6. avatar tdiinva says:

    I don’t own an AR but I could see spending $750 on one. I don’t see the point of paying M-1A prices for a 5.56 that I can only use to put holes in paper or shoot varmints. I already own a 243 which is a much better varmint round. I can go deer hunting with an M-1A

    1. avatar Accur81 says:

      The AR platform has all sorts of upper-tastic satisfaction from. .223, 6.5, 6.8, 300 BLK, .458, and .50. Plus some other oddballs.

      1. avatar tdiinva says:

        It sure does and it has a long action version in the AR-10 all of which cost more than an M-1A

    2. avatar Taylor TX says:

      .308 is a good hunting round also from what I hear 🙂

      But you get style points for the Springfield, Id LOVE to have an M1A or Garand to take a white tail.

      1. avatar Ralph says:

        I love my M1A. Accurate, well-built, powerful — but humping it around in the woods all day requires some effort. It’s 9.3 pounds unloaded.

        1. avatar tdiinva says:

          I have humped my 26″ barreled Model 70/300 win mag with a big scope on it over hill and dale. It weighs more than 9.3lbs. Fitness works even if you are over 60.

        2. avatar DJ says:

          That’s why I sold the RPK. Fun to shoot, a b!tch to carry. I wouldn’t have dreamed of hunting with it.

        3. avatar tdiinva says:

          I bought it on the assumption that I would be shooting elk on the plains and then I found out that where we would be going the terrain was more like the Blue Ridge. A 30-06 would have been just fine.

        4. avatar Accur81 says:

          I really don’t kind carrying a 10 pound rifle around all day, unless you’re schlepping it uphill at high elevation. My work gear is about 30 pounds – 10 pounds seems light.

  7. avatar J Russell says:

    I love how people bemoan every “new” AR15 that comes out from every Tom, Dick and Harry company, but as soon as anything truly new or different hits the market everyone clamps up tighter than a frog’s butthole and derides it as not being an AR15!

    Well which is it? Either we stick with the 50+ year old design because it’s “good enough” or we move, however incrementally, to newer and better designs.


  8. avatar Mark N. says:

    About the cheapest you can build an AR is around $500. Most of the commercial ones I see advertised (maybe I look in the wrong places) are $900 to thousands. Assuming the actual retail will be less than $700, this is quite competitive to what you can build, and it comes with a warranty too.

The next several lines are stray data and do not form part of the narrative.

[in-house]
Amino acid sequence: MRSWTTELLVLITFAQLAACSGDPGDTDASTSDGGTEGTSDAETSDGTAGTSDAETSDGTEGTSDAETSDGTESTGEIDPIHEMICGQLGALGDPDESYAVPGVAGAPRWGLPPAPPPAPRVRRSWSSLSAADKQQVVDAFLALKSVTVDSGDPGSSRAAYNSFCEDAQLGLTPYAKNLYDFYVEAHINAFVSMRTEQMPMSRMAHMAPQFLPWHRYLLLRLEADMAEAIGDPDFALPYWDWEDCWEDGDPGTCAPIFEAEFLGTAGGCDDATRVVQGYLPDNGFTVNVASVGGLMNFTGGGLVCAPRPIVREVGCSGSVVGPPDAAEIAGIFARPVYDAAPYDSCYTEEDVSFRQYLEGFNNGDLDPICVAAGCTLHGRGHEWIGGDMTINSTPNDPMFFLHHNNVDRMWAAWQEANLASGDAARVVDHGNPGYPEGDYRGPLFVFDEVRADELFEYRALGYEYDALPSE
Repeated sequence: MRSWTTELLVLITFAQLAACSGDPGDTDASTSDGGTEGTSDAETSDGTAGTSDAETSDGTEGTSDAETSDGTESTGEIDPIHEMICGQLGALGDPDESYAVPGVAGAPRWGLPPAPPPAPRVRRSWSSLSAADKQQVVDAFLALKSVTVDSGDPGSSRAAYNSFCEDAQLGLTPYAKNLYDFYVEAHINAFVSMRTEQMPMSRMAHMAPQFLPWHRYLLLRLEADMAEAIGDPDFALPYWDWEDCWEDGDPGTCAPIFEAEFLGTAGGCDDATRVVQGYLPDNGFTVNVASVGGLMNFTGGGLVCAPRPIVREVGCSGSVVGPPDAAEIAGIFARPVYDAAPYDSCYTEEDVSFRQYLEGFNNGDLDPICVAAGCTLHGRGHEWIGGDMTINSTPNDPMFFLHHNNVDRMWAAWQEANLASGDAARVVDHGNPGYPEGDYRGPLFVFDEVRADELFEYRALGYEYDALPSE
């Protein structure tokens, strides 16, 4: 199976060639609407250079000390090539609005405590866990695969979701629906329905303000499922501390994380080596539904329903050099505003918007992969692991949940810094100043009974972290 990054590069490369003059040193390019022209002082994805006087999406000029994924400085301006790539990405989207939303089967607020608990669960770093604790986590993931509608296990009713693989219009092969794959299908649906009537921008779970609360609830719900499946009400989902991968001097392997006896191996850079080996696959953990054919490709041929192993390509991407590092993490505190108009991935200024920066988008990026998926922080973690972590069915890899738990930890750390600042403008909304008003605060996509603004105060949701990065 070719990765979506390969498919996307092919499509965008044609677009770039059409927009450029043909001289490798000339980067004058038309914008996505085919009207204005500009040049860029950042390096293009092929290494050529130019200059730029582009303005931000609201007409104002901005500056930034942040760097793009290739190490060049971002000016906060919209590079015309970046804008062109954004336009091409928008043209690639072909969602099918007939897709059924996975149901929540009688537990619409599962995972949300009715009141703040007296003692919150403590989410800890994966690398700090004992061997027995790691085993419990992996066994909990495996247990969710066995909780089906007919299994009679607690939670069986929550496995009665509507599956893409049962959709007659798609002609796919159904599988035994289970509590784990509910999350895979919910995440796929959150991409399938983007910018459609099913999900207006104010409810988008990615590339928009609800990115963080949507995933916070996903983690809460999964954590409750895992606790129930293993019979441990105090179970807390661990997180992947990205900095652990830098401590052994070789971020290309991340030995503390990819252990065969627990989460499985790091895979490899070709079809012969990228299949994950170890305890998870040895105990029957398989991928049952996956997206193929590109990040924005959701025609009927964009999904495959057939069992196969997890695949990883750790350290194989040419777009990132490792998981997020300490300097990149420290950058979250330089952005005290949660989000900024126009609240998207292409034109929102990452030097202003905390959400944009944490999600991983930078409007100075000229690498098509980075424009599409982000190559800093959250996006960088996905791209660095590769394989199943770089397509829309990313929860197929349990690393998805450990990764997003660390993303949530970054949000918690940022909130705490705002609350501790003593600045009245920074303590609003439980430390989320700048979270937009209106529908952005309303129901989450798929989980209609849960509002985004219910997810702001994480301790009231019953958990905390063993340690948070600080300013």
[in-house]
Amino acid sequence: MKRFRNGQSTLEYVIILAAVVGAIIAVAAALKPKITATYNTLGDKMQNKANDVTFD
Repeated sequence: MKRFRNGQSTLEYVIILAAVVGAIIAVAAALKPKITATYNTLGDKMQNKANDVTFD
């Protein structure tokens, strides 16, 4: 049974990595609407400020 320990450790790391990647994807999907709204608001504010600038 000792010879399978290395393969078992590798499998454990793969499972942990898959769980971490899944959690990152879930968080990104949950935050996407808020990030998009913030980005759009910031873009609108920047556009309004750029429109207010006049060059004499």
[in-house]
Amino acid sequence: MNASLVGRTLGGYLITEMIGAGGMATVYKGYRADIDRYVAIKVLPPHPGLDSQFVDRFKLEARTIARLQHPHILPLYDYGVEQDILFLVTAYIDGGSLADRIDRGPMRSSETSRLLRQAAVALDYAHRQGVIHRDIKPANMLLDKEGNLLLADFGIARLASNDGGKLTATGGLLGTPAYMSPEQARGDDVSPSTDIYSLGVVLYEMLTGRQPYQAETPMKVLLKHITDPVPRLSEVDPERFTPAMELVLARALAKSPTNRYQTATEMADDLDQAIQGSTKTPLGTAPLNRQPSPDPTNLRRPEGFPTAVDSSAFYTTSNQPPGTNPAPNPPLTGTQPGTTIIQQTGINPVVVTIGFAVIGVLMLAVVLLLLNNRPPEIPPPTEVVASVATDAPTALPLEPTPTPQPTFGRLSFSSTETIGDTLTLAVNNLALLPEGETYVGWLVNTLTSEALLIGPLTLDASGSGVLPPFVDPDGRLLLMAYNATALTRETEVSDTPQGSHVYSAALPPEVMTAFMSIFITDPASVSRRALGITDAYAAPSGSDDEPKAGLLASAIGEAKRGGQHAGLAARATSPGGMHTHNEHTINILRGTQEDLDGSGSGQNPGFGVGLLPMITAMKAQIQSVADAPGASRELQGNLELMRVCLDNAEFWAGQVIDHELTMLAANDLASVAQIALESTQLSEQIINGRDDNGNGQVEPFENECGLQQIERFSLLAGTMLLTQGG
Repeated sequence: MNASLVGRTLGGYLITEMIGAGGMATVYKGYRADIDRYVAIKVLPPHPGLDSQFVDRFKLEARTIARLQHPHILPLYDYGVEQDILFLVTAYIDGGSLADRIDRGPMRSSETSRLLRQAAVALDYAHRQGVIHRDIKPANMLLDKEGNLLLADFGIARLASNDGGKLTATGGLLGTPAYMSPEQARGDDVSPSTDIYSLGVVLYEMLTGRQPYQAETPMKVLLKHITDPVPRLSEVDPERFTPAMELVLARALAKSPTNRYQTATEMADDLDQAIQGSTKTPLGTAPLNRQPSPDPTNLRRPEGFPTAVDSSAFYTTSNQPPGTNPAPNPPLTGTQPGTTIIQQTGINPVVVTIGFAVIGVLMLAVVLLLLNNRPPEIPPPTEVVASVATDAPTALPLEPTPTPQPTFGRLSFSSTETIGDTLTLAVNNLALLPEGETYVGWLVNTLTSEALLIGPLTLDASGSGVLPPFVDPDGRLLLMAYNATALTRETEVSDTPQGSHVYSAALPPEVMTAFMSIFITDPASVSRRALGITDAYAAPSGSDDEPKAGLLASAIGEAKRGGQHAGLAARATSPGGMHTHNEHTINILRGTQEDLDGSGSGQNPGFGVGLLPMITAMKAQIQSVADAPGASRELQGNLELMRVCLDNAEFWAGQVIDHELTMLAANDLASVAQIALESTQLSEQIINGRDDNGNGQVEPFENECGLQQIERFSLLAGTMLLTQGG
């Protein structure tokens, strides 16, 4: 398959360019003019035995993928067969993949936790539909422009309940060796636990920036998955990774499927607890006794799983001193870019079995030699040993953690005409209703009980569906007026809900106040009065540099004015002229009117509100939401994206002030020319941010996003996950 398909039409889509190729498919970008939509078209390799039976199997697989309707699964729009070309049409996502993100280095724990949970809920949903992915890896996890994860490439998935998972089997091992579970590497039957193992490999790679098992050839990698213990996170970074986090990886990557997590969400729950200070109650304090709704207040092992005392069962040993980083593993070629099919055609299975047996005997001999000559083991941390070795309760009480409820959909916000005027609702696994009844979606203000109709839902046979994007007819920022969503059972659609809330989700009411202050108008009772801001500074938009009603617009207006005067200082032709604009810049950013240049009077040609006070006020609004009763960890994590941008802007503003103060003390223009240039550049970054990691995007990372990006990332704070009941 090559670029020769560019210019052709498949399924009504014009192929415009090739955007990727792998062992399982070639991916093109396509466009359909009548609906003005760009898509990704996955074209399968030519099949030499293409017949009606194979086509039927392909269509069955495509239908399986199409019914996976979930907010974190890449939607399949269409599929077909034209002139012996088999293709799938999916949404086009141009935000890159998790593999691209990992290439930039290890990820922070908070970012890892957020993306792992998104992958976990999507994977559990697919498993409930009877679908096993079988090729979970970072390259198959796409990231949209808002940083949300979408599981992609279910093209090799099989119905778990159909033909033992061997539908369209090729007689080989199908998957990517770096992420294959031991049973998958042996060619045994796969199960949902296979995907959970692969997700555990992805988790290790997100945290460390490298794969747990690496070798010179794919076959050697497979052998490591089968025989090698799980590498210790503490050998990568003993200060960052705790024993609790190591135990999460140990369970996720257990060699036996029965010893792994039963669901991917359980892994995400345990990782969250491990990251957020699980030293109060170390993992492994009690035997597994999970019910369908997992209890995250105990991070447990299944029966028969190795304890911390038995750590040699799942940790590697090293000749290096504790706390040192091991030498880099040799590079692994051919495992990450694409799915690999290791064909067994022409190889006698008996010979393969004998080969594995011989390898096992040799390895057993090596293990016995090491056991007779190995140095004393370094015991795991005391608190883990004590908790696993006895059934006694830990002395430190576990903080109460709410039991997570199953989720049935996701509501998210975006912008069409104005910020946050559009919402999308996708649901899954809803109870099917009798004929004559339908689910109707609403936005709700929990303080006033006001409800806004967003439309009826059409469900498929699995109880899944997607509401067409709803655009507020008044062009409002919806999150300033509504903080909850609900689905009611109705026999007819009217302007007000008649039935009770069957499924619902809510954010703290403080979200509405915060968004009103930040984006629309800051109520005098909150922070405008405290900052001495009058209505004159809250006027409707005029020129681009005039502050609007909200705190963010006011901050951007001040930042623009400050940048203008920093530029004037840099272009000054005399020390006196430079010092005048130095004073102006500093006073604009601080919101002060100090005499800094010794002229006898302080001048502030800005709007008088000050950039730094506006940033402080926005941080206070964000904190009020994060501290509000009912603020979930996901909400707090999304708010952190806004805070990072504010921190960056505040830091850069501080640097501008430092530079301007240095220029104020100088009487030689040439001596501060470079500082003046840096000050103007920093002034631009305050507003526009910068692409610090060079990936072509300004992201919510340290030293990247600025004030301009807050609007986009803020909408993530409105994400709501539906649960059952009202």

1. avatar Gov. William J. Le Petomane says:

      Actually, Rugers don’t come with warranties. They just fix anything that’s wrong as long as your Ruger firearm is less than 65 years old (and counting – Ruger was founded in 1949). I’ve always heard stellar reports about the service at Sturm Ruger and Company, but I’m putting their reputation to the test for the first time – the Mini-14 I bought last year has a failure to eject about 10-15% of the time and I finally quit trying to figure it out myself and sent it in. Maybe if they had come out with the AR-5.56 a year and a half ago I would have gone with it.

      Oh yea, the street price will probably settle in around $600.

    2. avatar Uncle Lar says:

      You can pick up a stripped lower for under $50 these days. At least one company I’m aware of has complete (minus lower) packages consisting of a full lower parts kit, stock assembly, and complete upper for right at $400. Just finished one of those builds myself and will be taking it to the range for test fire later today. I did add a cheap tactical scope. A Trijicon would have been nice, but just could not see having optics worth twice the cost of the gun. A different option would have been Magpul’s polymer flip down iron sights for just under $100 on sale. Or I could have gone with an entry level red dot. I have several I think I paid around $30 each for.
      Tack driver? Heck no, but baring any unanticipated issues at the range I’m fully confident it will be a fully functioning AR.

  9. avatar Chip Bennett says:

    I’ll add it to the list. I don’t own a modern sporting rifle yet, and I love Ruger.

    1. avatar Mike Dineen says:

      I agree. Price, quality & Ruger backing will make the AR 556 my 1st MSR.

  10. avatar William says: